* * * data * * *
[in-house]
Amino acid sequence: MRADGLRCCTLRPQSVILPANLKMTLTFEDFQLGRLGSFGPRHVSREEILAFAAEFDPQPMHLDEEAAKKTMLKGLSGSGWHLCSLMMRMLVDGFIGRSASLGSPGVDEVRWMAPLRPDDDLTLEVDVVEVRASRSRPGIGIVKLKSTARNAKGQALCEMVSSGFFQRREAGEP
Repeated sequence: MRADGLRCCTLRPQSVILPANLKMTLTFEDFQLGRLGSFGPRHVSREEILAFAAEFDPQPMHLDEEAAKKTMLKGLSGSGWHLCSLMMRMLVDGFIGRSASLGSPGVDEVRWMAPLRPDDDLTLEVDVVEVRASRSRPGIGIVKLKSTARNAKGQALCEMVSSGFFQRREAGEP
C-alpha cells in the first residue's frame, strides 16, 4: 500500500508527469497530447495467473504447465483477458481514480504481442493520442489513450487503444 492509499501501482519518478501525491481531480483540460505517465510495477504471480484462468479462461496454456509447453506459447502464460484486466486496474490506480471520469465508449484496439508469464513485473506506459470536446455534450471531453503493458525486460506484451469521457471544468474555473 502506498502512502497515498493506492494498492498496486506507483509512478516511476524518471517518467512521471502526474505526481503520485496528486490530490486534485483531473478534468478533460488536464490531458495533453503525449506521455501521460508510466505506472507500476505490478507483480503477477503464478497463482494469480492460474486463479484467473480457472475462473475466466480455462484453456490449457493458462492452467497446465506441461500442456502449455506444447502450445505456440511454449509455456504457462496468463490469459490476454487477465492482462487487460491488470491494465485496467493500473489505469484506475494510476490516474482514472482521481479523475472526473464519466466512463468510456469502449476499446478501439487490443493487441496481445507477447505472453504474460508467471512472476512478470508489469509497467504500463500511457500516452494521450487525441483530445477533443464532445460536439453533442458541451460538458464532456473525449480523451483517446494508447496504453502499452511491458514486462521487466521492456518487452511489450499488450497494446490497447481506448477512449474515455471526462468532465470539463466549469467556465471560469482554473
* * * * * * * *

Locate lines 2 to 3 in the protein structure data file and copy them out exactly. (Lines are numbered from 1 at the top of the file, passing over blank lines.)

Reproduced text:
Amino acid sequence: MRADGLRCCTLRPQSVILPANLKMTLTFEDFQLGRLGSFGPRHVSREEILAFAAEFDPQPMHLDEEAAKKTMLKGLSGSGWHLCSLMMRMLVDGFIGRSASLGSPGVDEVRWMAPLRPDDDLTLEVDVVEVRASRSRPGIGIVKLKSTARNAKGQALCEMVSSGFFQRREAGEP
Repeated sequence: MRADGLRCCTLRPQSVILPANLKMTLTFEDFQLGRLGSFGPRHVSREEILAFAAEFDPQPMHLDEEAAKKTMLKGLSGSGWHLCSLMMRMLVDGFIGRSASLGSPGVDEVRWMAPLRPDDDLTLEVDVVEVRASRSRPGIGIVKLKSTARNAKGQALCEMVSSGFFQRREAGEP